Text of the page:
Posted by David Christopher on Thursday, February 19, 2015 - 16:08
Tens of thousands are speaking up to help stop Stephen Harper's Secret Police Bill in a movement that's bringing together Canadians from across the political spectrum.
Here's how one grassroots principled Conservative, Joe Jesso, is pushing back - he's sent this hard-hitting letter to his local MP Gary Schellenberger. We're encouraging supporters of all the parties to contact their MP - you can use our online tool right here, or locate your MP's contact details by entering your postal code here.
Dear Mr. Schellenberger.
As a long time Conservative supporter, I have to voice my displeasure in how the government is trying to erode the basic rights of Canadians. In particular, I am speaking of Bill C-51. The bill is the 3rd attempt the Conservatives have made to remove the privacy rights of Canadians.
Posted by David Christopher on Wednesday, February 18, 2015 - 13:16
Great news Canada! - thanks to your pressure, the NDP have decided to formally oppose the government’s Secret Police Bill C-51. Momentum is building around this in a way we just haven’t seen before - let’s keep it up! Remember to send Harper a message at OpenMedia.org/SpyOnUs
Article by CBC News
Opposition Leader Tom Mulcair says the NDP will fight the Conservative government's new anti-terrorism bill when it goes before the House on Wednesday and pushed for the Liberals to do the same.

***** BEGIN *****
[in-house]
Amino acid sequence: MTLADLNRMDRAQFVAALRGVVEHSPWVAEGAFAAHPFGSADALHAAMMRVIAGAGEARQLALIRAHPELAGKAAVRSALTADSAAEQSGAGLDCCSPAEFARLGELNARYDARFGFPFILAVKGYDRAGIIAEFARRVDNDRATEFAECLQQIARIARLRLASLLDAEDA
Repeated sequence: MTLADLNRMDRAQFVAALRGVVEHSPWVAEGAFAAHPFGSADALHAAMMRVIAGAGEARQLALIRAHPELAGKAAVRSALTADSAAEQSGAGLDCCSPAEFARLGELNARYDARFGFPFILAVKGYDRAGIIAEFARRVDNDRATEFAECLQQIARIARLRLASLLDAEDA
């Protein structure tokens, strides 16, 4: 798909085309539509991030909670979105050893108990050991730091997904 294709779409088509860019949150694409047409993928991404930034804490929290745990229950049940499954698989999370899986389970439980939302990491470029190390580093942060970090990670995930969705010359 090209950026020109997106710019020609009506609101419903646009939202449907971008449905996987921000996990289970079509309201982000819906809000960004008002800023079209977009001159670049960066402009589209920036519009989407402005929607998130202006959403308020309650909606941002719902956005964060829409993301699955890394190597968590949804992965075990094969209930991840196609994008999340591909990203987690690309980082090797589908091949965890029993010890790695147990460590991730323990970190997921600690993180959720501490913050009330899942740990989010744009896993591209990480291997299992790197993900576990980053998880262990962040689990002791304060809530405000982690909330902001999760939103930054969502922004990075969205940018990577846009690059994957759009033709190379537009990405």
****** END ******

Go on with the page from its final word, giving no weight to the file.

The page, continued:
Posted by David Christopher on Tuesday, February 17, 2015 - 14:01
The U.S. NSA is deliberately infecting thousands of computers around the world with invasive spying malware that’s impossible to remove. It seems not a week goes by without a new revelation about how spy agency surveillance has grown secretive, expensive, and out-of-control. Speak out at OpenMedia.org/spyonus
Article by Joseph Menn for Reuters
The U.S. National Security Agency has figured out how to hide spying software deep within hard drives made by Western Digital, Seagate, Toshiba and other top manufacturers, giving the agency the means to eavesdrop on the majority of the world's computers, according to cyber researchers and former operatives.